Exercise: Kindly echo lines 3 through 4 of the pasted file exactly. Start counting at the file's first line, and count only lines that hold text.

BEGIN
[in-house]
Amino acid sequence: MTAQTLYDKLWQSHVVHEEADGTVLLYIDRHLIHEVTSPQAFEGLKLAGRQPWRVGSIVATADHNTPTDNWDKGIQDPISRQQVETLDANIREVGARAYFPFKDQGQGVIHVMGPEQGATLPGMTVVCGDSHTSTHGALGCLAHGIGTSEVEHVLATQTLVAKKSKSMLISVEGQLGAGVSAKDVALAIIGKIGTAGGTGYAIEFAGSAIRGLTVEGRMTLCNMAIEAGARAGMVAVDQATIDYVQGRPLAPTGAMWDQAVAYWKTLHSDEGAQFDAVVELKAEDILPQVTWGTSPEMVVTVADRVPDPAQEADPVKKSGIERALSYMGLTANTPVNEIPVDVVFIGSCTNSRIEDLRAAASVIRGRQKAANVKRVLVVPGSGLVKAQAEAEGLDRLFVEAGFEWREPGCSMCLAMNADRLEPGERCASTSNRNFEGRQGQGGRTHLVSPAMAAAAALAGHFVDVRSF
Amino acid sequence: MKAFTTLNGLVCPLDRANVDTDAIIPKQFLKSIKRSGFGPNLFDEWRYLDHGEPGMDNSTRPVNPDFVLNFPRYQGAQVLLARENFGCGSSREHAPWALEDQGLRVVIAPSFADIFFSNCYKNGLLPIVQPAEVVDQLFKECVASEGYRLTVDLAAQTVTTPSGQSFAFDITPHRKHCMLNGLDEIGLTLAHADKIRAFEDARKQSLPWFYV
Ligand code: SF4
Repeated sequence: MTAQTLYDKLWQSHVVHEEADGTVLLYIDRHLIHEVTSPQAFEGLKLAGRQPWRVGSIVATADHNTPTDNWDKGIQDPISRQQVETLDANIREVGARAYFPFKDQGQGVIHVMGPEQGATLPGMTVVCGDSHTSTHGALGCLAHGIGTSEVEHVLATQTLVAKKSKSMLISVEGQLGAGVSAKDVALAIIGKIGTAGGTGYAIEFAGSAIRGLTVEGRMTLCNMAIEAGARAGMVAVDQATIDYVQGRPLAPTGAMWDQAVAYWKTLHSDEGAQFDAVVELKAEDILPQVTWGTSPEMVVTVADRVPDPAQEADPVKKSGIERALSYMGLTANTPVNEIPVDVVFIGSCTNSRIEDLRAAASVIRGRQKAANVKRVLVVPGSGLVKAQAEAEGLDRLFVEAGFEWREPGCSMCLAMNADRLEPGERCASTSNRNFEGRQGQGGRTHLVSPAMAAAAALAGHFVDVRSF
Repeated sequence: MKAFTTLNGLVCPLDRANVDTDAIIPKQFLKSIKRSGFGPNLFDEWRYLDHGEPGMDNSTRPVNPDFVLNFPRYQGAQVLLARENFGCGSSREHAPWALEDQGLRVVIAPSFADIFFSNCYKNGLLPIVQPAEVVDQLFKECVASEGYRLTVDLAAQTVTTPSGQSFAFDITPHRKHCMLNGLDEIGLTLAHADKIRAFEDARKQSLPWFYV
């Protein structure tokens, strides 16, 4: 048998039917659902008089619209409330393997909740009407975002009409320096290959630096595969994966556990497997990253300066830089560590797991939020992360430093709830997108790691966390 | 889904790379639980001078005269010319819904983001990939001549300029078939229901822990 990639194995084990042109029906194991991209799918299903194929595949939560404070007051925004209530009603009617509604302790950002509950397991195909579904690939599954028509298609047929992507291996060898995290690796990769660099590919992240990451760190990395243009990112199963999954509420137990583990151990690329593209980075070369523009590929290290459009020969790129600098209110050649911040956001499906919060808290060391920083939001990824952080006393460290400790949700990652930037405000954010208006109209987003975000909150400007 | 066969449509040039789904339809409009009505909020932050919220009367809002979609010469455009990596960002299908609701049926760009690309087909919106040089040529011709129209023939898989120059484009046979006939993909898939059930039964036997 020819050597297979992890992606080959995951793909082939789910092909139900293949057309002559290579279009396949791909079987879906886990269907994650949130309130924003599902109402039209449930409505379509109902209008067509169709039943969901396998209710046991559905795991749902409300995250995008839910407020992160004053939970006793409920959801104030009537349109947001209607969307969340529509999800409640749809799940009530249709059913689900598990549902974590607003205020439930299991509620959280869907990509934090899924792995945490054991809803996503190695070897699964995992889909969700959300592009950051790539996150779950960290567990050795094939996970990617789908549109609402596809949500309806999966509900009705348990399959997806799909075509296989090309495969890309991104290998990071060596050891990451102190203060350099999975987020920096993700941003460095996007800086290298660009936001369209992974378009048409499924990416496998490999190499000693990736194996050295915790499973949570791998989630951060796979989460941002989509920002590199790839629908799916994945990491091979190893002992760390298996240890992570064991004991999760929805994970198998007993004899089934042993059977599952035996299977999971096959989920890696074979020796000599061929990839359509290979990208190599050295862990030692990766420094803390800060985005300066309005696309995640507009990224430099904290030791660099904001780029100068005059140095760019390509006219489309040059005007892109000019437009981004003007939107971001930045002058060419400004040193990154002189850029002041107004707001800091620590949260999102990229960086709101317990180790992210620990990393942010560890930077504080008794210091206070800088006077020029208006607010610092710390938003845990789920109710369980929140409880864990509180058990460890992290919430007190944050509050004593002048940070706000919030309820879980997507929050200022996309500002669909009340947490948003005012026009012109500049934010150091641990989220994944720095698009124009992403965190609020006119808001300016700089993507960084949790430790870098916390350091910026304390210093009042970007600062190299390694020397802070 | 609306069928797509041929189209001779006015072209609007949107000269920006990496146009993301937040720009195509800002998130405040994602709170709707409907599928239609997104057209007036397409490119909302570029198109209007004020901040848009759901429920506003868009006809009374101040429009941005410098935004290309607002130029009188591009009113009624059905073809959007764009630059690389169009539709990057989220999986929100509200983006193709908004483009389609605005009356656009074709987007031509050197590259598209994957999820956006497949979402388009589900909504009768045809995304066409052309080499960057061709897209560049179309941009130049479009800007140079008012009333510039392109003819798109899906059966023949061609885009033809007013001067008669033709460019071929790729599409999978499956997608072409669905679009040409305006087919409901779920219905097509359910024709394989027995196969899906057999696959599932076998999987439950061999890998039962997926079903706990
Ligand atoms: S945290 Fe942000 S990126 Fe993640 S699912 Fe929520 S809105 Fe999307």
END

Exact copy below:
Amino acid sequence: MKAFTTLNGLVCPLDRANVDTDAIIPKQFLKSIKRSGFGPNLFDEWRYLDHGEPGMDNSTRPVNPDFVLNFPRYQGAQVLLARENFGCGSSREHAPWALEDQGLRVVIAPSFADIFFSNCYKNGLLPIVQPAEVVDQLFKECVASEGYRLTVDLAAQTVTTPSGQSFAFDITPHRKHCMLNGLDEIGLTLAHADKIRAFEDARKQSLPWFYV
Ligand code: SF4